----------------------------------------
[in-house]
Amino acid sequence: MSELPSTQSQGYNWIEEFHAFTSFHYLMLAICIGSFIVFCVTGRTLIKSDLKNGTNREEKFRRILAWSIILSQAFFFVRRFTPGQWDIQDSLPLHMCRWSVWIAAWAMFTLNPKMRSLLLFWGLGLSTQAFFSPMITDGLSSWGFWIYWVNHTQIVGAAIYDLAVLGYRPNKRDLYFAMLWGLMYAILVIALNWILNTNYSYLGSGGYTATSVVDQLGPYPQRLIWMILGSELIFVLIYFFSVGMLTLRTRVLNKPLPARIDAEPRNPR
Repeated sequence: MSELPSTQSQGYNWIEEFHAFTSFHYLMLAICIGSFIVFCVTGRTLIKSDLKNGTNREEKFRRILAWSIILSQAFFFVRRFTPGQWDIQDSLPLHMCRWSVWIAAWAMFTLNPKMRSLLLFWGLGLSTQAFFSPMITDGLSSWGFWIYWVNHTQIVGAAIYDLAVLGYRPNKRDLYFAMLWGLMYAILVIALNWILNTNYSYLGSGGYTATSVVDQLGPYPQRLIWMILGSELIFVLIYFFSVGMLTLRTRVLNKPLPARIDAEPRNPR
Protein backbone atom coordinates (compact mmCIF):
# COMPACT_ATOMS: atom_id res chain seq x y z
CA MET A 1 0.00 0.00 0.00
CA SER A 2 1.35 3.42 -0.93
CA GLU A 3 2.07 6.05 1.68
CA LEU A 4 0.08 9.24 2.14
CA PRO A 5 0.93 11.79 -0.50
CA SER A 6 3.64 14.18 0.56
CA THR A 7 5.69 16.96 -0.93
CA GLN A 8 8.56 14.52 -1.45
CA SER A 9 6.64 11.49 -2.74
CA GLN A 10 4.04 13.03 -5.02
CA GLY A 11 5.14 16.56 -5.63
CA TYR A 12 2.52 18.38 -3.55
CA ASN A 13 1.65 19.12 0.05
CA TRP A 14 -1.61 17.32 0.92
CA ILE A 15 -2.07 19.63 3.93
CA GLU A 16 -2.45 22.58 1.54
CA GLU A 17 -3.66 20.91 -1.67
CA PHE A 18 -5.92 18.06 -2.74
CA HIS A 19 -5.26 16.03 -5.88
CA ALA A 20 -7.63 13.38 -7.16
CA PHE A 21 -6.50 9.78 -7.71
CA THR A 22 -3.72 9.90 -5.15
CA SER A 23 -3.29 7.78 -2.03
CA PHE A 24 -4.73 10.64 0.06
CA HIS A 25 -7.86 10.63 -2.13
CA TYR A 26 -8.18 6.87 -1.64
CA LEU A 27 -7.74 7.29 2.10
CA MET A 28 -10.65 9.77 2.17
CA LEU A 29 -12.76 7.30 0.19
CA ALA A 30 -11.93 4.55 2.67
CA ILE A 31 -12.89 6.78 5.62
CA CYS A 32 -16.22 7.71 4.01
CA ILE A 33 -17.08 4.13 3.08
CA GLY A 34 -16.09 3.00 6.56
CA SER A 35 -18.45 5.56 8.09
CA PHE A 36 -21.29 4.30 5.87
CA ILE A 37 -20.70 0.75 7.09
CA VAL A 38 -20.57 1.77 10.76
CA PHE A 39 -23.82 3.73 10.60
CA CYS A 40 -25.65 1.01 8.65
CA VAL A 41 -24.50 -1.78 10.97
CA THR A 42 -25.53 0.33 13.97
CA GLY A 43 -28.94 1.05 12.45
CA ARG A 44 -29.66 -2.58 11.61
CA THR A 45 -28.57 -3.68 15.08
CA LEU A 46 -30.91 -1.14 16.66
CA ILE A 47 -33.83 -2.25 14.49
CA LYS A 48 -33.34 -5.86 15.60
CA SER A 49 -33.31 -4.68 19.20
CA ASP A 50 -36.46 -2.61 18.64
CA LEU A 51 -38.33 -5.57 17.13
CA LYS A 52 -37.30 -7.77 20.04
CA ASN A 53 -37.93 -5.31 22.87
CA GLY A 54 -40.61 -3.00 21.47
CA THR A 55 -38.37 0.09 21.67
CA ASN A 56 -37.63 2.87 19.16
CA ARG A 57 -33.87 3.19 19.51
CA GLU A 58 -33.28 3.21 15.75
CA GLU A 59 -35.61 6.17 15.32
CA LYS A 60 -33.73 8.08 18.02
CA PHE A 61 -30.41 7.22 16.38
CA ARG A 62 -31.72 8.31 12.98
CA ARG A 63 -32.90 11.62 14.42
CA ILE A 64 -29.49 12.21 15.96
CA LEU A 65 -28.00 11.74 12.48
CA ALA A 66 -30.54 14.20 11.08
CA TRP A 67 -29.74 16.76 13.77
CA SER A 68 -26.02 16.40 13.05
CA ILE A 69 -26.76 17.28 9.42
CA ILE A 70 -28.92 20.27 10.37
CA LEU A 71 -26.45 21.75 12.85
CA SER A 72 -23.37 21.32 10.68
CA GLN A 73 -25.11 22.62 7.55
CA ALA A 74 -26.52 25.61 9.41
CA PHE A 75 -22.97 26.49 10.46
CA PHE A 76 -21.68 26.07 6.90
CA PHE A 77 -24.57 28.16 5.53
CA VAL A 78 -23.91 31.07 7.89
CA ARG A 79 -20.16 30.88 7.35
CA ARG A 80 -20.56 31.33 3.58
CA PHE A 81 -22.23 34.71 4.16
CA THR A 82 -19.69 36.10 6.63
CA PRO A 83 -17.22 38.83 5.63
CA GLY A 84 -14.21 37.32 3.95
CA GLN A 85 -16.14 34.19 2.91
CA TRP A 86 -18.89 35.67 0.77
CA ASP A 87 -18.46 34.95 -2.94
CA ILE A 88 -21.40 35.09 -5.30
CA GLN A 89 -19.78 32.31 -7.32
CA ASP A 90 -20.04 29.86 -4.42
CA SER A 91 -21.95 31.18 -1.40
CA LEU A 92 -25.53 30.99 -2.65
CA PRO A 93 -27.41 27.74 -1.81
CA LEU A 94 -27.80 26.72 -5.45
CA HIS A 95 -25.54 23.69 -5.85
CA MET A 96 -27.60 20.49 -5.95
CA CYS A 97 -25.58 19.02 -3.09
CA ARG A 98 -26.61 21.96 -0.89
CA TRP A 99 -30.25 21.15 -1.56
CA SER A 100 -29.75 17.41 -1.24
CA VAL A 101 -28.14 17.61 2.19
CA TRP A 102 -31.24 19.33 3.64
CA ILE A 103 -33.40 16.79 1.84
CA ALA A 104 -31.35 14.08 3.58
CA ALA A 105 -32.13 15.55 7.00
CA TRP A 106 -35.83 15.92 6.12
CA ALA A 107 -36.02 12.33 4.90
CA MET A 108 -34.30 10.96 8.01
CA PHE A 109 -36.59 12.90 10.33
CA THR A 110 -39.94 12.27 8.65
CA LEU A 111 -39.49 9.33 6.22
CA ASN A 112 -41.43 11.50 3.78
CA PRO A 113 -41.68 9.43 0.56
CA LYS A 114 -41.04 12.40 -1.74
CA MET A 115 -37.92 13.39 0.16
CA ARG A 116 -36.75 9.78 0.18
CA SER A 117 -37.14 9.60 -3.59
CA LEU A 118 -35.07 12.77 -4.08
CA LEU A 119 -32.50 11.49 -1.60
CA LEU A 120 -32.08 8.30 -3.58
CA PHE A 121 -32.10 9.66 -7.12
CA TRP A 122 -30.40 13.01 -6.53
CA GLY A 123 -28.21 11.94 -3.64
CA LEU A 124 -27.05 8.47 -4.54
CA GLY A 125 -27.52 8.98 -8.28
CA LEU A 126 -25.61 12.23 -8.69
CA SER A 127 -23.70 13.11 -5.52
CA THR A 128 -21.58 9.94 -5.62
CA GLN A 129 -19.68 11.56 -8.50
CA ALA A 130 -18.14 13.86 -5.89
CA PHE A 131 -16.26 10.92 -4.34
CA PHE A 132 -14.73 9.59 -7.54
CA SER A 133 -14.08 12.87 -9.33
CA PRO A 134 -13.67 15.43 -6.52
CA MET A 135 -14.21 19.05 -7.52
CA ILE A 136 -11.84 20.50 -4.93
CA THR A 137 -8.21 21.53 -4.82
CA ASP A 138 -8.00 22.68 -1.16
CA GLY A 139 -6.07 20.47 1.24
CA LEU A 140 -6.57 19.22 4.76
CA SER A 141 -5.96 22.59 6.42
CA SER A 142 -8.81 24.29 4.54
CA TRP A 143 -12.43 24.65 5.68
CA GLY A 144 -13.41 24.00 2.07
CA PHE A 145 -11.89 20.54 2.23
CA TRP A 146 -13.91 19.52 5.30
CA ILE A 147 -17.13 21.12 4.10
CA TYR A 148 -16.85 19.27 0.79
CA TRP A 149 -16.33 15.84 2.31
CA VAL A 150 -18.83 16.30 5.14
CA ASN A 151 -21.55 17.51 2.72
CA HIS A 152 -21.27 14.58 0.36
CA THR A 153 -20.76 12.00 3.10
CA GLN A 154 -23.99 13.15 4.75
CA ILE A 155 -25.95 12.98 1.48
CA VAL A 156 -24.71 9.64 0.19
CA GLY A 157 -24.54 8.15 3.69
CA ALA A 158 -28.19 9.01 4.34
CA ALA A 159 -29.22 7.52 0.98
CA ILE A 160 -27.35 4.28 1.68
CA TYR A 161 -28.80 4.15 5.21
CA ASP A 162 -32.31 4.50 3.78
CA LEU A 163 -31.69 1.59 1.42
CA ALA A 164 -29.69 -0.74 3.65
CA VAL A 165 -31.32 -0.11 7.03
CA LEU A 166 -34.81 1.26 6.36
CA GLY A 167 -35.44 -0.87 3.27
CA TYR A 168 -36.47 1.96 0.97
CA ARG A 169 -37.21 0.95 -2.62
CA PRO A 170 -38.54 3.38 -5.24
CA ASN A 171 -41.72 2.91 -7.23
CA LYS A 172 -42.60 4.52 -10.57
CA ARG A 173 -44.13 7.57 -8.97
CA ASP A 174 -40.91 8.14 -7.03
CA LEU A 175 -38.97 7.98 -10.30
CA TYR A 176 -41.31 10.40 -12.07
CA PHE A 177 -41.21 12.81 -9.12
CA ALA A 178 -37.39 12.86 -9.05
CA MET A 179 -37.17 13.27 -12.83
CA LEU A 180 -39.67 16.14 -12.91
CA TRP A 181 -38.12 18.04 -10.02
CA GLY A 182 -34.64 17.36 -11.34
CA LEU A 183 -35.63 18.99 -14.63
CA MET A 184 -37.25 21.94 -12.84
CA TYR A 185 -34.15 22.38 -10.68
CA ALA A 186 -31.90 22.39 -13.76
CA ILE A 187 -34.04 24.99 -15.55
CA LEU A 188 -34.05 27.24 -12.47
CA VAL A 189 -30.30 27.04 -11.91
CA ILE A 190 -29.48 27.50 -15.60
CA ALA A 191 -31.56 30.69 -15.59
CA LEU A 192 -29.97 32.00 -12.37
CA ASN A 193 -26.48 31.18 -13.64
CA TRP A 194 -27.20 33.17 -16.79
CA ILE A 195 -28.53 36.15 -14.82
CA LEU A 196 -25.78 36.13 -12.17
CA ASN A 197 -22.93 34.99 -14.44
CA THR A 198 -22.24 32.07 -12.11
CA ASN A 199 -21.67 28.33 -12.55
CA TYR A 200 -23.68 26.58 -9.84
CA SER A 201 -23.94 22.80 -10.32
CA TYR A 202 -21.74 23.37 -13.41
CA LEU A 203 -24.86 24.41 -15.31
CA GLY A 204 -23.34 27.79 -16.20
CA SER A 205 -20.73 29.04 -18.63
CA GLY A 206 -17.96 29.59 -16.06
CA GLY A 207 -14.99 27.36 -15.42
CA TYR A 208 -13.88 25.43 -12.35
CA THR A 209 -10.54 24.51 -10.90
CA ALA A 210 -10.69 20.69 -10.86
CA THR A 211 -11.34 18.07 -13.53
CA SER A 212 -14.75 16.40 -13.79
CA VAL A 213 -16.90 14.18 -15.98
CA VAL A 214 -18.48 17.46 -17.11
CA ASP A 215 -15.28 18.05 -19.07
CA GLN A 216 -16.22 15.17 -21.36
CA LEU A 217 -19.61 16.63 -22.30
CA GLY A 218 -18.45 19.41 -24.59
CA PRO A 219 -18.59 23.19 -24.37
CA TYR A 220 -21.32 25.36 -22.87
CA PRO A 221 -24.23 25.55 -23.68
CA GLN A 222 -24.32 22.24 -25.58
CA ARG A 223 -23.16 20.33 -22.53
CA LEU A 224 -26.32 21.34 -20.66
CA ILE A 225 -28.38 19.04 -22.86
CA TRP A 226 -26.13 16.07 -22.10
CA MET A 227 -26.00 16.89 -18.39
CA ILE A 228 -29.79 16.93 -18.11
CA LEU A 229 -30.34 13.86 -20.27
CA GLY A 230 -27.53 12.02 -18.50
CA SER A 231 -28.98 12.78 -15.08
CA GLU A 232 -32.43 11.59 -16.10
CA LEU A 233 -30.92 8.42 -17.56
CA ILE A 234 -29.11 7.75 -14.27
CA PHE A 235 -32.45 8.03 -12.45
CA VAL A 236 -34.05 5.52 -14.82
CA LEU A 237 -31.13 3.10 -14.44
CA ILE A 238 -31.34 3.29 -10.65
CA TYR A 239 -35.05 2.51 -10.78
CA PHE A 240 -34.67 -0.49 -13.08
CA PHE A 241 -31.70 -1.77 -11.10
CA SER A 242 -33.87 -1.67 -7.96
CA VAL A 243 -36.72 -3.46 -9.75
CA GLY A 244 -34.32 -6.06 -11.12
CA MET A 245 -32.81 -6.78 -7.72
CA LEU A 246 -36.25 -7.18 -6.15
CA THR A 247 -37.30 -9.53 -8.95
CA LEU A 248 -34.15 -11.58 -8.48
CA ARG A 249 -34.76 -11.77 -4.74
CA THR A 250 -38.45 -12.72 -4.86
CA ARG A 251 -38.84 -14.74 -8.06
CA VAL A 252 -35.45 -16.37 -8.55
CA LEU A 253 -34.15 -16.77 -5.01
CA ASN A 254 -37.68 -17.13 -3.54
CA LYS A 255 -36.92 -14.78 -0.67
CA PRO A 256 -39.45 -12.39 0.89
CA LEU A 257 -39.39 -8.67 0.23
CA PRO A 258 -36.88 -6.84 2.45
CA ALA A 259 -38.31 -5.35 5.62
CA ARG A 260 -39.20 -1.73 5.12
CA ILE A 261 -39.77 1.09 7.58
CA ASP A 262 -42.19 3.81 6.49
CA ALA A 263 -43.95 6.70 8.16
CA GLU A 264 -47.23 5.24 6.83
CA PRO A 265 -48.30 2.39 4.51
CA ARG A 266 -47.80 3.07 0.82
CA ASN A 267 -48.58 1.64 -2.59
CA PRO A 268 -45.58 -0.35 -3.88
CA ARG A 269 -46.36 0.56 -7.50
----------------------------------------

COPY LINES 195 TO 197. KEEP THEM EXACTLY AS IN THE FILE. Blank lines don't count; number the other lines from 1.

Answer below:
CA ILE A 190 -29.48 27.50 -15.60
CA ALA A 191 -31.56 30.69 -15.59
CA LEU A 192 -29.97 32.00 -12.37